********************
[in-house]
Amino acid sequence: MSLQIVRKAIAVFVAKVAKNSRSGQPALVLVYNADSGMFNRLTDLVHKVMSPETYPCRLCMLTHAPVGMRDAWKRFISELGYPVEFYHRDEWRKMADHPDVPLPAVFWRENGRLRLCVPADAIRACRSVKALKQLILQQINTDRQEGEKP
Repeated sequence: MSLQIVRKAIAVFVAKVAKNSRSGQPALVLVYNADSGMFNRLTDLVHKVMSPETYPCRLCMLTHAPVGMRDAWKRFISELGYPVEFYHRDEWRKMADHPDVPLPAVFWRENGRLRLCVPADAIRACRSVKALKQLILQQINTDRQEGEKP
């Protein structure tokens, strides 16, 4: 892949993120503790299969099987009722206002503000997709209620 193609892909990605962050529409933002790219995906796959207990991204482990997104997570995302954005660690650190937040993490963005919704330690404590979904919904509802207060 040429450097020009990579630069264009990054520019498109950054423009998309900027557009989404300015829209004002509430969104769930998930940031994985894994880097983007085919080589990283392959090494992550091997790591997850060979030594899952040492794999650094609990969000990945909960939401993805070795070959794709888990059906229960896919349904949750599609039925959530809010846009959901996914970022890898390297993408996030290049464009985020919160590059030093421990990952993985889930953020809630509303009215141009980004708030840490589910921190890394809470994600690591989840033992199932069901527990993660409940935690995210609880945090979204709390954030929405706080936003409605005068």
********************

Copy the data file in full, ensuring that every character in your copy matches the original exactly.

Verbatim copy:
[in-house]
Amino acid sequence: MSLQIVRKAIAVFVAKVAKNSRSGQPALVLVYNADSGMFNRLTDLVHKVMSPETYPCRLCMLTHAPVGMRDAWKRFISELGYPVEFYHRDEWRKMADHPDVPLPAVFWRENGRLRLCVPADAIRACRSVKALKQLILQQINTDRQEGEKP
Repeated sequence: MSLQIVRKAIAVFVAKVAKNSRSGQPALVLVYNADSGMFNRLTDLVHKVMSPETYPCRLCMLTHAPVGMRDAWKRFISELGYPVEFYHRDEWRKMADHPDVPLPAVFWRENGRLRLCVPADAIRACRSVKALKQLILQQINTDRQEGEKP
């Protein structure tokens, strides 16, 4: 892949993120503790299969099987009722206002503000997709209620 193609892909990605962050529409933002790219995906796959207990991204482990997104997570995302954005660690650190937040993490963005919704330690404590979904919904509802207060 040429450097020009990579630069264009990054520019498109950054423009998309900027557009989404300015829209004002509430969104769930998930940031994985894994880097983007085919080589990283392959090494992550091997790591997850060979030594899952040492794999650094609990969000990945909960939401993805070795070959794709888990059906229960896919349904949750599609039925959530809010846009959901996914970022890898390297993408996030290049464009985020919160590059030093421990990952993985889930953020809630509303009215141009980004708030840490589910921190890394809470994600690591989840033992199932069901527990993660409940935690995210609880945090979204709390954030929405706080936003409605005068």